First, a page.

3 thoughts on “The uncomfortable economics of the ivory trade”

  1. Posted 22/05/2017 at 15:12 | Permalink

    There is also the possibility of taking real ivory tusks from live elephants (and horns from rhinos) and replacing them with artificial ones, functionally identical, but perhaps made to appear fake.

  2. Posted 12/11/2017 at 07:44 | Permalink

    Statistics directly contradict the assertion that a legal ivory trade would lead to reduced poaching. Following the initial international ban on ivory (which lasted nine years before exemptions began being made), the African elephant population stabilised and the price of ivory went into decline because many people stopped buying it. Companies which specialised in carving ivory were forced to shut down due to this massive decrease in demand. It was only in 1999, following the first exemption (a sale of stockpiled ivory to Japan), that the price of ivory increased once more and poaching became ‘worthwhile’, as during the ban it was more difficult to export illegal ivory.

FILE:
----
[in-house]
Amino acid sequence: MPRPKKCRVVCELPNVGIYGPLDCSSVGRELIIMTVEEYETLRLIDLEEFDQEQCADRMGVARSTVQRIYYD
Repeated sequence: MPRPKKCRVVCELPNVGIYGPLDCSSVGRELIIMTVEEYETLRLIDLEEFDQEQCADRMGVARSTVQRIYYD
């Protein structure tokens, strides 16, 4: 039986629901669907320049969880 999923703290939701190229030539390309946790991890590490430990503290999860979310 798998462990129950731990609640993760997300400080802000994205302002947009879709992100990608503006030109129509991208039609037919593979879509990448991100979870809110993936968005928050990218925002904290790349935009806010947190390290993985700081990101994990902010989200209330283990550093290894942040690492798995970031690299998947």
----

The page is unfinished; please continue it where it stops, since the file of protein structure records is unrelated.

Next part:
Legal trade makes it easier to get illegally-poached ivory into markets (the largest being in China and Hong Kong). The only way to prevent poaching on the economic front is to introduce a blanket ban on all products, as this makes it more difficult to launder poached ivory and therefore less profitable and a less worthwhile risk for poachers.

  3. Posted 05/08/2020 at 07:47 | Permalink

    Unfortunately the UK government went in for gesture politics after all. The failure to learn from past mistakes pursuing the nirvana of prohibition spells doom for the world’s elephants.

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